All entries for Sunday 14 February 2010
February 14, 2010
I'm still here!
If you follow this blog and you ever notice a long break in blog posts, do not fret, it's not because I've run out of ideas. Every time I think of something worth writing about I write it down, and right now my list is expanding much faster than my actual "posting speed" on The Missing N. If there is silence from my side it is usually because I have limited free time, not because I have exhausted my inspiration. Far from it.
So I'm back, just in time to celebrate the one year anniversary of this blog that I started on the 13th February 2009. Blog anniversaries are usually measured in number of posts, I know, but that doesn't change the fact that this blog has been running for 366 days and is still alive. Hooray!
Not so long ago, during the free time that I spent engaged in less introverted activities than writing blog posts, I went to the cinema with some friends to watch 'Donnie Darko'. It's a good movie, with an twisted plot and a grandiose ending that gets you thinking, and blah blah blah. But we're not here to discuss the quality of 'Donnie Darko'. We're here to look at a specific scene. Don't worry if you haven't seen the film: what I'm about to say contains no spoilers and requires no background knowledge of the film whatsoever.
There is a scene towards the middle of the movie in which Donnie Darko is sitting in a classroom, alone with a teacher. The blackboard behind the girl reads 'Cellar Door'.
I smiled to myself when I saw it, because I'm a language freak and I recognized the reference. I was thinking that the director might have left it there as some kind of inside joke, when Donnie Darko suddenly enquires about the significance of these words.
- What's 'cellar door'?
- A famous linguist once said that of all the phrases in the English language, of all the endless combinations of words in all of History, that 'cellar door' is the most beautiful.
They almost had it right. Cellar door is indeed said to be one of the most beautiful words in the English language. This claim is linked to the field of Phono-Aesthetics, the study of beauty within sounds. The idea is that when you remove the meaning of a word, its connotations and the details of its spelling, you're left with a sound that may or may not be pleasant to the human ear. In poetry, rhymes, alliterations and meters are all examples of phonoaesthetics. Edgar Allan Poe purportedly chose the name 'Lenore' more because of its sinister sound than anything else. Thus, although it may not follow as strict a scientific procedure as other areas of linguistics, phonoaesthetics is alive and kicking, and 'Cellar Door' is one of its most classic examples. Say it out loud. Whisper it. Forget the meaning, forget the spelling. Whisper it again. A lot of people will agree that those two words together have a certain ring to them, some kind of magical touch. This is what the teacher is trying to say in 'Donnie Darko'.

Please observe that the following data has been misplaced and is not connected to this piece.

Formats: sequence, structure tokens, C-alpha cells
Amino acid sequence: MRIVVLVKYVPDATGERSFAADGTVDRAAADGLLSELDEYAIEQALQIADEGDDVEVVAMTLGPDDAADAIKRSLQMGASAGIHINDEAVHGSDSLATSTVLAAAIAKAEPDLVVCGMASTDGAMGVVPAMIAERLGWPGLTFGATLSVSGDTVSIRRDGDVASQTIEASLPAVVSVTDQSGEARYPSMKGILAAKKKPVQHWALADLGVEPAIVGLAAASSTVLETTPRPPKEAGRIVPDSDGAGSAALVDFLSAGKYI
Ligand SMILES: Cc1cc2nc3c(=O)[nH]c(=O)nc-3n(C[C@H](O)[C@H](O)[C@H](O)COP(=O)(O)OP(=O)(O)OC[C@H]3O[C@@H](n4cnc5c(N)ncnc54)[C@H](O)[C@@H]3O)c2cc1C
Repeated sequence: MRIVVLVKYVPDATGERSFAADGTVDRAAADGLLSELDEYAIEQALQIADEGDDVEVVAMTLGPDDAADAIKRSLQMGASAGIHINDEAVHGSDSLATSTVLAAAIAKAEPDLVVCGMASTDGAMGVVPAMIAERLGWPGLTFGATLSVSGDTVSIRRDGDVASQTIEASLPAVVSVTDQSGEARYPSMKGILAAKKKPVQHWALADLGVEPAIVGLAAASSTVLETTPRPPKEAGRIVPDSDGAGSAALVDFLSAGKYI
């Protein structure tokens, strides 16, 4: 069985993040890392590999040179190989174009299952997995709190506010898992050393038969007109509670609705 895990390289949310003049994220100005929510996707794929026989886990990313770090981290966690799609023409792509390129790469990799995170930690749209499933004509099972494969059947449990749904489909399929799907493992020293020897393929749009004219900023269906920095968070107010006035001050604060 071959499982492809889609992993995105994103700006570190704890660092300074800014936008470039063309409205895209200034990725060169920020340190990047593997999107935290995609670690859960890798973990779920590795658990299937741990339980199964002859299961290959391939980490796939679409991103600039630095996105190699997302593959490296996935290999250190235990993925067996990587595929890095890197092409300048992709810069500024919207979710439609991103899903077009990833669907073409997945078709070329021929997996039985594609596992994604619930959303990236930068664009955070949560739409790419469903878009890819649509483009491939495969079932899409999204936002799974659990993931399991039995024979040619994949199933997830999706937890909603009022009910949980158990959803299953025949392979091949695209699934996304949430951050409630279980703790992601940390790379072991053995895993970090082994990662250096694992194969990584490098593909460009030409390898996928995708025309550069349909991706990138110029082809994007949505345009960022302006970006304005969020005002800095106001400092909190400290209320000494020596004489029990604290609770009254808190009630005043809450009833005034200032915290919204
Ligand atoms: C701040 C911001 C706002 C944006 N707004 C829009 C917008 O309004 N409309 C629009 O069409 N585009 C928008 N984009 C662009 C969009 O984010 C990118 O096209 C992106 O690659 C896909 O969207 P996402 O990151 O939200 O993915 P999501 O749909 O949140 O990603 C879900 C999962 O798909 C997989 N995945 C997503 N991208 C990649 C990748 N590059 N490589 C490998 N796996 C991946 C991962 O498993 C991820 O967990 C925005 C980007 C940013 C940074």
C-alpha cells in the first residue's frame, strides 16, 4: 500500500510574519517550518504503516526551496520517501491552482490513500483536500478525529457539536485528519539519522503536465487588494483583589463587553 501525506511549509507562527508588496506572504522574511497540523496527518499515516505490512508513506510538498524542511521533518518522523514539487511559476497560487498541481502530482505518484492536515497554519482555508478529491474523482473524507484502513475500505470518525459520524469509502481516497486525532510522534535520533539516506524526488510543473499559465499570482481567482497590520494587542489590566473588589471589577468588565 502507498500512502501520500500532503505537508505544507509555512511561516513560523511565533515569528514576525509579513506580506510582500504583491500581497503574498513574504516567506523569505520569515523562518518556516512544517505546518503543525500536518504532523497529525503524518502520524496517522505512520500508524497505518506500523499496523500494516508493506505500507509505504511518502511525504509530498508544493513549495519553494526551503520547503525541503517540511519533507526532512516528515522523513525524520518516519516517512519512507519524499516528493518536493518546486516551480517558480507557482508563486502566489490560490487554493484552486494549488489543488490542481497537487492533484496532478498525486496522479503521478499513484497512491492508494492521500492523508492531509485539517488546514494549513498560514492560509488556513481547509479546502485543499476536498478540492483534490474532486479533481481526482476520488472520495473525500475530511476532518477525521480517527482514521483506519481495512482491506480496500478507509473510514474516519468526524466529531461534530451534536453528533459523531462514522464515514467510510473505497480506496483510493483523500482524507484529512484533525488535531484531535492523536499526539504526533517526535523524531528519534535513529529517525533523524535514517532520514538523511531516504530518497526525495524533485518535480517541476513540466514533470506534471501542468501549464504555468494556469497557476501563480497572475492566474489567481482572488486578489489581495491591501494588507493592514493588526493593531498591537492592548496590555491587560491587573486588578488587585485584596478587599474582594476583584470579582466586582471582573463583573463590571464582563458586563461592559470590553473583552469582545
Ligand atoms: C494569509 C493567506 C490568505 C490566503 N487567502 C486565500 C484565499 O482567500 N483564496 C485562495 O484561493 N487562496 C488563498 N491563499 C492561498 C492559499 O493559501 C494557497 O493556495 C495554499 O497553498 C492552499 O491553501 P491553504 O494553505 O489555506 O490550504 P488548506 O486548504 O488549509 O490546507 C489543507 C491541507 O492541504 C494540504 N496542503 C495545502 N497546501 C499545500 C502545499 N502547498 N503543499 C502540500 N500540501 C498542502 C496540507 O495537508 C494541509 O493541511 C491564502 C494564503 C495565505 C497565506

But "a famous linguist"? The claim was first put forward by... J. R. R. Tolkien! Now Tolkien was indeed, to a certain extent, a linguist. A philologist to be precise, someone who has studied the historical development of languages. He was familiar with a variety of languages, dead or still spoken, invented artificial languages for his works, and wrote essays on linguistics and phonoaesthetics. Nevertheless, I daresay that Tolkien, author of the world-known saga "Lord of the Rings", was not as well-known for his qualities as a linguist than for his skills as an author and his pioneering of the entire Fantasy genre. Most everyone has heard, if not read, 'The Hobbit', but few are those who know about Tolkien's essay on English and Welsh from 1955. So perhaps the producers/scriptwriters of Donnie Darko should have gone for "famous writer" instead of "famous linguist". It never hurts to do a little research before writing the dialogue to a film.
Then of course there the irony that the dialogue in 'Donnie Darko' takes place exclusively in American, and 'Cellar door' loses a great deal of its phonetic pleasantness when uttered in American, due to the American way of pronouncing the 'r' at the end of each word. The comedy is taken to a further level in the translations of the movie, such as the French one, where the phrase 'Cellar door' has been replaced with "Porte de cellier", effectively missing the whole point of phonoaesthetics.
For those interested, the first reference the beauty of 'Cellar Door' appears in the essay mentioned above. The context is as follows:
Most English-speaking people...will admit that cellar dooris 'beautiful', especially if dissociated from its sense (and from its spelling). More beautiful than, say, sky, and far more beautiful than beautiful. Well then, in Welsh for me cellar doorsare extraordinarily frequent, and moving to the higher dimension, the words in which there is pleasure in the contemplation of the association of form and sense are abundant.
And for those intrigued by my first YouTube book reviews: the second one, The Martian Chronicles, has been put online.